33 The character of this new covenant is described as one that will be made “after those days” (NASB), referring back to v. 31a and possibly back to v. 27 or even earlier and apparently meaning after they have been planted again in the land (cf. Metsudat David, “after they return from exile”). Interestingly, reference is made here only to the house of Israel, but this must certainly be understood inclusively as referring to both Israel and Judah (mentioned in vv. 29, 31); it may also reflect the fact that the Sinaitic covenant was made with one people, Israel, before there was such a thing as the northern and southern kingdoms. In the same way this new covenant will be made with one people, Israel (cf. esp. 1 Ki 18:31; see also Holladay with reference to Eze 39:15–17).

In this new covenant God’s tôrâ (“teaching, law”) will be put within his people (beqirbām, lit., “in their midst/interior”; the NIV’s “in their minds” is too interpretive) and will be written on their hearts, in obvious contradistinction to the Sinaitic covenant, which was written on tablets of stone (Ex 24:12; 34:1, 4, 28; Dt 4:13; 5:22; 9:9–11; 10:1, 3; see Eze 36:26–27; 2 Co 3:3; cf. further Pss 40:8[9]; 51:6, 10; note Dt 10:16; Jer 4:3–4). Thus it will become Israel’s very nature to keep the commandments of the Lord as their automatic, natural response; this is expressed more fully in the (clearly parallel) new heart passage in Ezekiel 36:26–27, as well as in Jeremiah 32:37–42 (see discussion there; cf. also Eze 11:17–20).

On a practical level, this means that what the psalmist experienced on a temporary and individual level in Psalm 40—delighting in God’s will and having the Torah in his heart before being overwhelmed by the consciousness of his still-present sins—will become Israel’s experience on a corporate and permanent level. Because there will be harmony between Yahweh and his people, the covenantal promise expressed first in Jeremiah in 7:23 and repeated again in 11:1–4 will finally become the reality. As Keil notes, “the essential element of the new covenant, ‘I will be their God, and they shall be my people,’ was set forth as the object of the old; cf. Lev 26:12 with Ex 29:45,” but it is only through the new covenant that it will be realized. As Heschel, 1:128–29, observes, “Prophecy is not God’s only instrument. What prophecy fails to bring about, the new covenant will accomplish: the complete transformation of every individual.” For a thorough interpretive study, see Fẹmi Adeyẹmi, The New Covenant Torah in Jeremiah and the Law of Christ in Paul (Studies in Biblical Literature 94; New York: Peter Lang, 2008).[2]


31:33 I will make: The new covenant would be initiated by God Himself, assuring its effectiveness. after those days: This expression looks forward to the time of fulfillment of the New Covenant, which found fruition in the life, death, and resurrection of Jesus Christ. put My law in their minds … write it on their hearts: Together the mind and heart describe the total inner motivations of mind, will, emotion, and spirit.[3]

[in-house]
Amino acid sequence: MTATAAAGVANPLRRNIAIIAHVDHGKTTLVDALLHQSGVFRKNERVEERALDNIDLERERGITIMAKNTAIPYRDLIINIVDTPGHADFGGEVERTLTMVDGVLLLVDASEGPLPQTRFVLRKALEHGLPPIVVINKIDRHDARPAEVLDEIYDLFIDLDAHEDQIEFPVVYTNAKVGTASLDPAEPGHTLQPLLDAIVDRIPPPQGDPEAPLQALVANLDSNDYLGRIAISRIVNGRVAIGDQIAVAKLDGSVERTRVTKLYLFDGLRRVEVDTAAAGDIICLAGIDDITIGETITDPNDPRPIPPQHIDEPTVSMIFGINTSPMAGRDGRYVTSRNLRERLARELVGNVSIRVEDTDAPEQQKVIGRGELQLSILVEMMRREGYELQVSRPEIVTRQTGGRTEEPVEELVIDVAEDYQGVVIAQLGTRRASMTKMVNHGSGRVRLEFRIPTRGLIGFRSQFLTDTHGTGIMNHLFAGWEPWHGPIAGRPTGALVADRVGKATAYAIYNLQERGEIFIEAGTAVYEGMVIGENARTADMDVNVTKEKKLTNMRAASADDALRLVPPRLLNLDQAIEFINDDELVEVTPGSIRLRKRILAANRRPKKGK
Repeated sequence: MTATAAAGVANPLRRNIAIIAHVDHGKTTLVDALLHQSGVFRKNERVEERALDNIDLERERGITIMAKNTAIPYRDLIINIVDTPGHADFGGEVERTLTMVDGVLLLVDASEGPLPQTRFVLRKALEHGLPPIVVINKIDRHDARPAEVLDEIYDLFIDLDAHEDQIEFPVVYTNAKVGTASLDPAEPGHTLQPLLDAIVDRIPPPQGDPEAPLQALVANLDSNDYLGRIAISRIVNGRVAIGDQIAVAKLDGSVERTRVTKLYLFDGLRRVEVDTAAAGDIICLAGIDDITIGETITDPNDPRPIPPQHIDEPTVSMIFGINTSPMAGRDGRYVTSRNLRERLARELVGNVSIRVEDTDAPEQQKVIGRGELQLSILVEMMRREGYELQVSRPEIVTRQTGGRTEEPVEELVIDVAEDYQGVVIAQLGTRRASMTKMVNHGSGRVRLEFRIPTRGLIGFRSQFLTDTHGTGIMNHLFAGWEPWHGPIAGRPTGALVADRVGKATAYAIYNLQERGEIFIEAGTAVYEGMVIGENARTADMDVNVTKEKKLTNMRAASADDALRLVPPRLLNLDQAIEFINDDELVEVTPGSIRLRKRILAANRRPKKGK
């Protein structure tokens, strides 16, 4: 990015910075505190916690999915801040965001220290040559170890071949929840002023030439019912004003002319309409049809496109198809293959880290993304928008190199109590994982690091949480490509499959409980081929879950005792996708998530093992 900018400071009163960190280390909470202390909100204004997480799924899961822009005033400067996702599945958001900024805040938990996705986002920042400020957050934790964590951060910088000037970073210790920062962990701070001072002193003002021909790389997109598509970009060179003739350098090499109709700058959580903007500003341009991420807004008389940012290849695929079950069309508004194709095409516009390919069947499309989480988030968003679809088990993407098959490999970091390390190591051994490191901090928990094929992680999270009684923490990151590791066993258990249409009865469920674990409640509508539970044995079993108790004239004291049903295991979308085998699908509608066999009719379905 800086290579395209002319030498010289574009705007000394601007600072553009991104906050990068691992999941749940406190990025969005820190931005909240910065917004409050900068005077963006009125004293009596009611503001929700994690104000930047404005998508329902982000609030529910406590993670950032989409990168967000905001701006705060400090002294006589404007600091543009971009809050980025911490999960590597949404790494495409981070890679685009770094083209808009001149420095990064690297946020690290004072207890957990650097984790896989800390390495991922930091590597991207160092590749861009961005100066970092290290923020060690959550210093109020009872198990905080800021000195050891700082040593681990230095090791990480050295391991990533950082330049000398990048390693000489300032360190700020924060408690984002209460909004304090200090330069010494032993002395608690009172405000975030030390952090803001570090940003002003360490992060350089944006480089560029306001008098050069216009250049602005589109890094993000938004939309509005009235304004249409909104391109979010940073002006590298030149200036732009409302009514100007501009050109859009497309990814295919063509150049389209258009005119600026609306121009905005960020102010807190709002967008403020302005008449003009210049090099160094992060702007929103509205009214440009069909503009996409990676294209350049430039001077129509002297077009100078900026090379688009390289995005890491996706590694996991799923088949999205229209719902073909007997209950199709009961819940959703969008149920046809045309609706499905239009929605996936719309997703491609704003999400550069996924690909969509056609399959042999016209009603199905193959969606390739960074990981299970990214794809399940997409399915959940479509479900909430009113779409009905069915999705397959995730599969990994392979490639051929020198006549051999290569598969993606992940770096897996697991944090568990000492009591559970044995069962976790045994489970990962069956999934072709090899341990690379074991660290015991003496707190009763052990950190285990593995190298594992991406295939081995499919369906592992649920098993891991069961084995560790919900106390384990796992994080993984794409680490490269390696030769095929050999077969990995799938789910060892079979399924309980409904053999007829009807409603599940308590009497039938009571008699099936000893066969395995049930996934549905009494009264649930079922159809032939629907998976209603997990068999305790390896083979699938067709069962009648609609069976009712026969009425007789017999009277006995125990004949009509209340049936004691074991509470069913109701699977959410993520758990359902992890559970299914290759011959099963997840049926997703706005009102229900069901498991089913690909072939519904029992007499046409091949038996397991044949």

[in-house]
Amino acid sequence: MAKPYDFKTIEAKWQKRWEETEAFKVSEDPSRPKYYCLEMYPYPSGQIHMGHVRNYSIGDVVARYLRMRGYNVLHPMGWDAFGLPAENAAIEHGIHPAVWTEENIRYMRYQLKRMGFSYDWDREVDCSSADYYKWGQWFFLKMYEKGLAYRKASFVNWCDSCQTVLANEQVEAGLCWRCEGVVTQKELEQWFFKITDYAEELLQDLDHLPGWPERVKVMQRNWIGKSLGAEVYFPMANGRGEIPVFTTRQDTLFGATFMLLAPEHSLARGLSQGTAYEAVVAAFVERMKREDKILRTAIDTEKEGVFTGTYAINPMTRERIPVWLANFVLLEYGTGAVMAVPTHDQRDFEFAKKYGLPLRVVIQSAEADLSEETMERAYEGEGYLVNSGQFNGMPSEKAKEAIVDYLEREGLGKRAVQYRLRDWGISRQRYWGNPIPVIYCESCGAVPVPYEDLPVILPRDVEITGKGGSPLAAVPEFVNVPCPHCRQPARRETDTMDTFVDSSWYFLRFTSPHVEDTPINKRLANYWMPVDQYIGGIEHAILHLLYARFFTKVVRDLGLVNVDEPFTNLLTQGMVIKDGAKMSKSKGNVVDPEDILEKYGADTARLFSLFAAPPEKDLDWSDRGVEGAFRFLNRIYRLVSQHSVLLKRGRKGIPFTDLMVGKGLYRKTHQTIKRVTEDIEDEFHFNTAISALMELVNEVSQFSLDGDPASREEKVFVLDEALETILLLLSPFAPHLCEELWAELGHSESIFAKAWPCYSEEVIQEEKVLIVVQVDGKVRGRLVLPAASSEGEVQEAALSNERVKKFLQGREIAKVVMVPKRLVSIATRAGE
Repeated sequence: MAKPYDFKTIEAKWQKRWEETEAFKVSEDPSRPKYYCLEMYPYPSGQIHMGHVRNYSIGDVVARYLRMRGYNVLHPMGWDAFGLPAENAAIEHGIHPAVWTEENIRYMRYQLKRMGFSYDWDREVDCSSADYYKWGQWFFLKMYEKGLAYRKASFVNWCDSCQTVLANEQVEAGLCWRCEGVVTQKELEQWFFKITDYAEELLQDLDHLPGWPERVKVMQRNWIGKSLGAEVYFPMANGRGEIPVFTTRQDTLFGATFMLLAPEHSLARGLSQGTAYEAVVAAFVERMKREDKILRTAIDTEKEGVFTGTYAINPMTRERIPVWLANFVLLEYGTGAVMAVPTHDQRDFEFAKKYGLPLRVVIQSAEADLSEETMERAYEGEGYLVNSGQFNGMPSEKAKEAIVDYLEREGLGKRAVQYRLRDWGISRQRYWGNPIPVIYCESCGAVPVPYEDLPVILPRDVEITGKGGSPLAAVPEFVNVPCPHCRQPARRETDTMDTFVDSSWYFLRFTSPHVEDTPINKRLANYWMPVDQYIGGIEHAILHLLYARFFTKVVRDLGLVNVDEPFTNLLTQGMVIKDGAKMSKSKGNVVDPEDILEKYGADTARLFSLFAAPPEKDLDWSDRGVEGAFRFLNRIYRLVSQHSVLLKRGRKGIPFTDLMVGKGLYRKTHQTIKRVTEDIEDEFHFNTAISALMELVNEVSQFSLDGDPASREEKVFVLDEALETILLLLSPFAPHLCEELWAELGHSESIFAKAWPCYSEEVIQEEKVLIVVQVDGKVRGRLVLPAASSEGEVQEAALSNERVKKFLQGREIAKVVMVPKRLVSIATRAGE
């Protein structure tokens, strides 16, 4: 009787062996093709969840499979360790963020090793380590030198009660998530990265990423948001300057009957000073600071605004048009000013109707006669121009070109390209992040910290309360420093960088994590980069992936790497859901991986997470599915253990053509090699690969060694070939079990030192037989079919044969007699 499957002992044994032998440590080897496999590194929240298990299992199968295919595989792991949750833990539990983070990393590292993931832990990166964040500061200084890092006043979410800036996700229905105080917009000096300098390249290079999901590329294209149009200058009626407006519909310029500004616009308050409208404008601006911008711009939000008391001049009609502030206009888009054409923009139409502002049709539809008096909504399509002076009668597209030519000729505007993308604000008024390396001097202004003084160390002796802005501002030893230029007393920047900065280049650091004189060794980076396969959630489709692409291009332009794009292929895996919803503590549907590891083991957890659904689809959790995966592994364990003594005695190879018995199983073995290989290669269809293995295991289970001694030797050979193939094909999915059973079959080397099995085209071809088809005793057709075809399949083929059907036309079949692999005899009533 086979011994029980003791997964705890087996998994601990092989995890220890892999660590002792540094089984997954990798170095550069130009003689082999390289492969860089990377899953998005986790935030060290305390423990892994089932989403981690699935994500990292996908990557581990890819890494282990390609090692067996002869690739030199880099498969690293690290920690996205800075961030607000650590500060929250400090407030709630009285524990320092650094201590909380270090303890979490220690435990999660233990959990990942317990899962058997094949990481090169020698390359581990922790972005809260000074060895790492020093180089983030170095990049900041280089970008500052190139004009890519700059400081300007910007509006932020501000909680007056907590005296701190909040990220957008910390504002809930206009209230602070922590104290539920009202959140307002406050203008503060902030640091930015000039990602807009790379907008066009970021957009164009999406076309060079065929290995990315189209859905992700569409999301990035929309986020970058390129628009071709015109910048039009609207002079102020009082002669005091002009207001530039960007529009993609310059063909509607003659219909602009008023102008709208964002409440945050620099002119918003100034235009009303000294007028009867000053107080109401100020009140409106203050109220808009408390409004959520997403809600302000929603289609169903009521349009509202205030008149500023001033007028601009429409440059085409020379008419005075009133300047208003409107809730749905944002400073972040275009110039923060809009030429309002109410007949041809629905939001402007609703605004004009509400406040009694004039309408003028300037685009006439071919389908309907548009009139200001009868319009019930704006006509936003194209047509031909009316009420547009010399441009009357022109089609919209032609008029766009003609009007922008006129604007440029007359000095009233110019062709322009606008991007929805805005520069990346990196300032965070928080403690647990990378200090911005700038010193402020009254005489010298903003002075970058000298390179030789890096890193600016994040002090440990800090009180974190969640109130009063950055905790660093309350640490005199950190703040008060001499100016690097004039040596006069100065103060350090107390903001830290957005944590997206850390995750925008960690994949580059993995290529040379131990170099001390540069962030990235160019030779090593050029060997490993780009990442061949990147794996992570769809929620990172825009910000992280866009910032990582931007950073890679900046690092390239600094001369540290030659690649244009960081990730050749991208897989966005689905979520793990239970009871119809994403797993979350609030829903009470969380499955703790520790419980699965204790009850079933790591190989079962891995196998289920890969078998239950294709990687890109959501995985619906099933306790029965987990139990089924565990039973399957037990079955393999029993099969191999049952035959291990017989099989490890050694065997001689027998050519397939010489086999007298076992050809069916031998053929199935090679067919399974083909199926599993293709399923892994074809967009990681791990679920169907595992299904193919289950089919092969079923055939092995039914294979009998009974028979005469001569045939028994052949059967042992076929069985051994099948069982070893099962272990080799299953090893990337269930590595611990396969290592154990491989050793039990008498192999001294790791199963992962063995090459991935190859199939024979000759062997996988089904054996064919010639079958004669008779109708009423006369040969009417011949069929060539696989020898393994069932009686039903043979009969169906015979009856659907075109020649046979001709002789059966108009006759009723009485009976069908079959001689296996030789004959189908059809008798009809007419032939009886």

31:33 Rather than writing the law on tablets and scrolls (see Ex. 34:1; Deut. 31:9–13) and asking the people to internalize it (Deut. 6:4–9), God will write it on their hearts from the start. He will be the God of this new covenant, just as he was for the old covenant partners who loved him. In Rom. 11:27, Paul takes the words “this will be my covenant with them” from this verse.[4]


31:33 Under the old covenant, the law of God was engraved on tablets of stone and placed in the Most Holy Place; under the new covenant God will write His law on the hearts of His people. The people then are like the temple in that the law of God is within them, but with the difference that they are a living temple, made of living stones (2 Cor. 3:3; 1 Pet. 2:5). See “God’s Covenant of Grace” at Gen. 12:1.

after those days. The prophet speaks of a time after exile, without being specific. The New Testament shows that the time arrived with Christ, the Messiah.

I will. God will take the initiative to renew His people.

my law. The law of Moses required obedience from the heart (Deut. 6:6) but provided no enablement for that obedience (Deut. 5:29; 29:4). It did mediate forgiveness and hope, especially through the sacrifices. The law was a system of “types and shadows,” that is, of significant elements foreshadowing Christ and inviting trust in God through Him.

I will be their God, and they … my people. This declaration is the summary of God’s blessings promised in His covenant (Lev. 26:12; cf. 7:23).[5]


31:33 There are some marked differences between the old and new covenants (v. 32; cf. Gen. 9:13). (1) The Sinai covenant demanded obedience, while the new covenant offers forgiveness of sin. (2) The old covenant was written on stone tablets, while the new covenant is carved on the hearts of God’s people (cf. Ezek. 36:26, 27). (3) The old covenant was between God and the nation Israel, whereas the new covenant is between God and all believers. At the foundation of the new covenant is the fact that God is everything; He will make His people what they ought to be. This new covenant clearly is applicable to two distinct groups. The author of Hebrews recognizes certain fulfillment in those who are saved in the present dispensation (Heb. 8:7–13). However, the covenant as prophesied by Jeremiah must also see a fulfillment in national Israel during the millennial age. The connection between these double fulfillments is actually that of an extension. The new covenant came into force with the atoning death of Christ. All believers in the present church age are the recipients of its benefits. Eventually those benefits will also be extended to include a repentant and regenerate Israel (Rom. 11:25–29).[6]


[1] Calvin, J., & Owen, J. (2010). Commentaries on the Prophet Jeremiah and the Lamentations (Vol. 4, pp. 130–133). Bellingham, WA: Logos Bible Software.

[2] Brown, M. L. (2010). Jeremiah. In T. Longman III & D. E. Garland (Eds.), The Expositor’s Bible Commentary: Jeremiah–Ezekiel (Revised Edition) (Vol. 7, pp. 396–397). Grand Rapids, MI: Zondervan.

[3] Radmacher, E. D., Allen, R. B., & House, H. W. (1999). Nelson’s new illustrated Bible commentary (p. 923). Nashville: T. Nelson Publishers.

[4] Crossway Bibles. (2008). The ESV Study Bible (p. 1431). Wheaton, IL: Crossway Bibles.

[5] Sproul, R. C. (Ed.). (2005). The Reformation Study Bible: English Standard Version (p. 1099). Orlando, FL; Lake Mary, FL: Ligonier Ministries.

[6] Criswell, W. A., Patterson, P., Clendenen, E. R., Akin, D. L., Chamberlin, M., Patterson, D. K., & Pogue, J. (Eds.). (1991). Believer’s Study Bible (electronic ed., Je 31:33). Nashville: Thomas Nelson.